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Help interfacing with C
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Date: 2006-08-18 (21:33)
From: Nathaniel Gray <n8gray@g...>
Subject: Re: [Caml-list] Re: Help interfacing with C
On 8/16/06, Bardur Arantsson <spam@scientician.net> wrote:
> Nathaniel Gray wrote:
> > Hi folks,
> [--snip--]
> > have select work on (file_descr * 'a) pairs instead of plain file
> > descriptors.
> It's much easier than that; just define a conversion in OCaml:
>     external file_descr_to_int : file_descr -> int = "%identity";
>     external int_to_file_descr : int -> file_descr = "%identity";
> and use
>     let my_select r w e t =
>        let r' = List.map file_descr_to_int r
>        and w' = List.map file_descr_to_int w
>        and e' = List.map file_descr_to_int e
>        in
>          Unix.select r' w' e' t;;
> You seem to be doing the mapping of the result values, but that is just
> a question of mapping int_to_file_descr over the result lists.

Thanks, but this doesn't really help.  Perhaps I should say what I'm
trying to accomplish instead of trying to let the types speak for me.
The point is that when you select on a list of file descriptors
there's a very good chance that you don't *only* care that file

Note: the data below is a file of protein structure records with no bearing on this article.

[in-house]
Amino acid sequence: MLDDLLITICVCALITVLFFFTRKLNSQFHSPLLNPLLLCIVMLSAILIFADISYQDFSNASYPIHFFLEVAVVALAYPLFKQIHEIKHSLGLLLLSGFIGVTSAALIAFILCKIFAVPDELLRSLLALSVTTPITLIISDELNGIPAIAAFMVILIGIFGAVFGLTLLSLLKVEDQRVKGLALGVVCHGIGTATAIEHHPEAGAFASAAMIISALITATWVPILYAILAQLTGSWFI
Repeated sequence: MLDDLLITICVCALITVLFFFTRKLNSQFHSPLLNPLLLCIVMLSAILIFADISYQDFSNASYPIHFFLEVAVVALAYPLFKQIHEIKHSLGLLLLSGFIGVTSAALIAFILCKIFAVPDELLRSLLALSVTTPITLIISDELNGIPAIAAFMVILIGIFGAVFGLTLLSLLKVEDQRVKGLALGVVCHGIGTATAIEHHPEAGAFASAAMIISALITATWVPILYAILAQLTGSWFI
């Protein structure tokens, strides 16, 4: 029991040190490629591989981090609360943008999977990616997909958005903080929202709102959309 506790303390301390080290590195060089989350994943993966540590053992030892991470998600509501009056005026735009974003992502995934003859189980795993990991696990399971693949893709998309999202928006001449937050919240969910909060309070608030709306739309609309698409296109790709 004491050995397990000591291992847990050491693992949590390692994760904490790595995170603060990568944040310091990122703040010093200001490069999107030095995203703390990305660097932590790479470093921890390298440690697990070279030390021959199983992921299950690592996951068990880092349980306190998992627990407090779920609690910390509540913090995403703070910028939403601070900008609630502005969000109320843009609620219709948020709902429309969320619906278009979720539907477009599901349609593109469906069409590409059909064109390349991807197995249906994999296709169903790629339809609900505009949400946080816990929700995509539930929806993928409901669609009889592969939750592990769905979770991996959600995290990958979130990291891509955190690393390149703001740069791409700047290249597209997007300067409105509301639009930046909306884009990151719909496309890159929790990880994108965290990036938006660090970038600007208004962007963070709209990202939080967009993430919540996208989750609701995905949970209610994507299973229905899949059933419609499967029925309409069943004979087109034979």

descriptor f is ready, you also have some ocaml data structure
associated with f that you want to use with it in some way.  For
example, you probably have a string to write or a buffer to read into.

The current API is sort of a minimal translation of the select system
call to OCaml, which is a good starting point, but not great IMHO.  In
order to match up each file descriptor to its data you have to scan
the output fd list yet again, after it's already been done once at the
C level, and since you don't know how/if it's sorted you end up with
unsatisfying time complexity for the whole thing.  It's not critical,
since the lists are small, but it hardly brings a smile to your face.

On the other hand, imagine a select2 that takes lists of (fd, 'a)
pairs and returns the same.  The results become incredibly easy to
handle, with no scanning necessary.  You probably just List.iter a
simple read/write function over the result and you're done.

> Of course this may be rather slower than your version, but Unix.select
> is very very slow anyway since it's allocating at least one list for
> every single call... and iterating through all(?) the file descriptors
> in the input FD_SETs as well.
> [Shameless plug below: If you want better performance, you might want
> to try
> http://www.imada.sdu.dk/~bardur/personal/45-programs/ocaml-events/ocaml-events-0.1.0.tar.bz2
> I must warn you, though, that there are no timers or signal handling: It
> turned out I didn't them for my particular application, so I haven't
> bothered adding support. The actual FD polling/selection has worked very
> reliably for me.]

>>>-- Nathaniel Gray -- Caltech Computer Science ------>
>>>-- Mojave Project -- http://mojave.cs.caltech.edu -->